16. March 2017 · By Nadia Asif · Write a comment

What’s the first thing – in terms of food – that crosses your mind when you hear ‘Punjab’?

Dhaba, Makki ki Roti, Sarson ka Saag, Lassi, Butter Chicken. I was looking forward to all of this when I tuned in to Raja Rasoi Aur Anya Kahaaniya’s episode on Punjabi cuisine.

Robust is perhaps the right word to describe Punjab’s food. Punjabis eat healthy, but rich and heavy. Pure ghee, milk, white butter, and curd are a part of their daily diet. ‘What an appetite!’ was the standard expression throughout the episode.

Punjab is considered to be one of the most fertile regions on earth. It’s the largest food provider for India. In a world where we are conscious about organic and non-organic food, it would be a blessing to visit and eat in Punjab – a paradise of lush, green fields with crops as fresh as nature can offer. It’s on my bucket list to visit one of its farming villages and have sarson ka saag made with mustard leaves straight from the fields. (Thanks to the RRAAK series, I now have a long bucket list and most of it are food tours.)

While sarson or mustard is native to civilizations along the Indus Valley (today parts of Afghanistan, Pakistan, and India), makki or corn is claimed to be a foreigner that thrived in India and became Punjab’s traditional food. Although the debate about corn’s origins continue, it is known to be native to Mexico and South America and introduced to us by the Europeans, Portuguese, and Spanish conquerors. Some food enthusiasts have drawn a striking similarity between Makki ki Roti and Mexico’s famous Corn Tortillas. Having tried both, I can say there’s no debate there.

Wheat and jowar are known to be Punjab’s own crops and have been the staple diet along the Indus Valley civilizations. The concept of tandoor – cooking breads/naans in the heat of fire lit in a clay enclosure – is a technique that originated in the Middle Eastern regions – mainly Iran – and was brought to Northern regions of India by the Mughals. The Tandoor stayed and gave us dishes we absolutely love – tandoori chicken, the star of our very own Butter Chicken.

Choley Bhaturey is yet another dish that identifies Punjab. Chickpeas/ Kabuli Chana/ Choley are main ingredient of traditional delicacies of different countries – Hummus in Middle East, Choley Bhaturey in India, Choley Chicken in Pakistan. I’m certain there are many I’ve missed that are worth mentioning.

While borders divide Punjab in India and Pakistan, food and culture connect it. Amritsar and Lahore are sister cities that share similar cultures, food, architecture, and attire. Murg Tikka, Khamiri Roti, Parathas, Lassi, Biryani, Tandoor, Kheer, and even the concept of Dhaba are common between them. Choley Chicken in Pakistan Punjab is as famous as Butter Chicken in ours. It’s a culture both sides are happy to share and determined to conserve.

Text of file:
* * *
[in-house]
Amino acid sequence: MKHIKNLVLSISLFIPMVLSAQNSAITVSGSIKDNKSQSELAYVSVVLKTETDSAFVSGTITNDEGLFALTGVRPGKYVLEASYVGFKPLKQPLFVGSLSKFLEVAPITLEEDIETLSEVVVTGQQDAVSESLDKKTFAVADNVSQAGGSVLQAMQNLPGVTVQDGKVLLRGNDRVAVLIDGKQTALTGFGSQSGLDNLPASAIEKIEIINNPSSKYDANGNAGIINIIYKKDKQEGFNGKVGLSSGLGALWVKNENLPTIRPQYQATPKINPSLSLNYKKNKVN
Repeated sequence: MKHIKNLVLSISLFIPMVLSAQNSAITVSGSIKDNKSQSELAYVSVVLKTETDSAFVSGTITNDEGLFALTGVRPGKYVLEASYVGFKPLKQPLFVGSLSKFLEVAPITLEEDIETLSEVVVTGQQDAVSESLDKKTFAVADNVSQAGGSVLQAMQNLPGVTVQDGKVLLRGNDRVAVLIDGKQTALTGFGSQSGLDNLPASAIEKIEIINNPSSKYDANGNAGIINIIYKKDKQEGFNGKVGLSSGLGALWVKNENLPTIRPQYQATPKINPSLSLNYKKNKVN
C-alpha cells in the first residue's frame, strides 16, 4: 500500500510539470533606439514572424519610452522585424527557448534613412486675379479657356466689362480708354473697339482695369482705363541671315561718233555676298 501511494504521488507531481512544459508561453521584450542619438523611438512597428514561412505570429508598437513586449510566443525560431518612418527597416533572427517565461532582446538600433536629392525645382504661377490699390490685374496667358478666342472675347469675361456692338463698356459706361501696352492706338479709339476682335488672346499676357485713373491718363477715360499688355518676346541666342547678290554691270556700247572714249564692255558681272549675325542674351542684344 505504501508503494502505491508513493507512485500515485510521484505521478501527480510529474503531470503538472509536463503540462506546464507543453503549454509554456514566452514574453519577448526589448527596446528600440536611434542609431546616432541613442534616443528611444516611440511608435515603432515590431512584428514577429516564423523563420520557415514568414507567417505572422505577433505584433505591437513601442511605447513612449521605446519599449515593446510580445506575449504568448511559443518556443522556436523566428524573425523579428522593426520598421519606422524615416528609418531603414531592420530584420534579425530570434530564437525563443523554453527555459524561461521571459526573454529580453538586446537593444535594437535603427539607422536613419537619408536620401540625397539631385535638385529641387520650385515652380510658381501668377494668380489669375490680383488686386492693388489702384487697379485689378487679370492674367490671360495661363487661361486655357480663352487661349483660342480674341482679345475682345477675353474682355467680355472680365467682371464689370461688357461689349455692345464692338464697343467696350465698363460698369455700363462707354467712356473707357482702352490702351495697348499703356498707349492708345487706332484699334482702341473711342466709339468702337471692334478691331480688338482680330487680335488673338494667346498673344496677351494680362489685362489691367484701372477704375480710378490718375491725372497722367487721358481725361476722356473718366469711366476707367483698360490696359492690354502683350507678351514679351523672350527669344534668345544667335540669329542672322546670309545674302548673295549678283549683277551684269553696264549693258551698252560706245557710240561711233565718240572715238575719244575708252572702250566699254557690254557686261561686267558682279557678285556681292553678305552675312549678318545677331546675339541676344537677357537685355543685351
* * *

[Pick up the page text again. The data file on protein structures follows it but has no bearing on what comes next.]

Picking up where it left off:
04. March 2017 · By Nadia Asif · Write a comment

Me. I am the vegetable smuggler. Like every mom.

Like most kids, my daughter has a sharp eye for vegetables in her food only to keep them aside. She makes her preference very clear. “I want chicken.” And then all eyes turn towards me with a smile. “Your daughter after all.” I have the guilty-but-happy smile.

Laughs aside, I’m not happy that her preference for vegetables is nearing extinction. We all know the nutrition facts about vegetables. But you can’t force a 3-year old to eat something she doesn’t like – it just gets ugly. So, I smuggle it down her system.

While I continue discovering different ways of doing that, I have figured mashed, pureed, curries, and soups are the best way. She likes it but there are some days when she doesn’t. I used to live in the happy bubble that it is how I cook that retains her interest in vegetarian food. Nope. Her moods, sudden change of preferences, hunger levels – all influence her decision. Fortunately, she’s not a fussy eater.

I’ve been successful with a few dishes – Pav Bhaji, BissiBeleBath, Spinach and Potato Chowder, Corn and Cheese Chowder, Dal, Rice, all kind of soups, Wheat Pasta with pureed vegetables (bell pepper, carrots, and tomatoes), Vegetable Korma, Masala Dosa, and so on. She has recently started dodging eggs and milk, so I tried French Toast (with wheat bread) and Pancakes. She loves them. I omit sugar and serve with honey instead, which is any day a healthier option. That did the trick. Milk isn’t a challenge anymore thanks to badam milk and milk with different flavors of granola.

Most days are happy. She does enjoy her vegetarian meal if it is ‘rightly’ made although it doesn’t give her the chance to recognize the vegetables she likes. But if she does, the vegetables will be discriminated on her plate.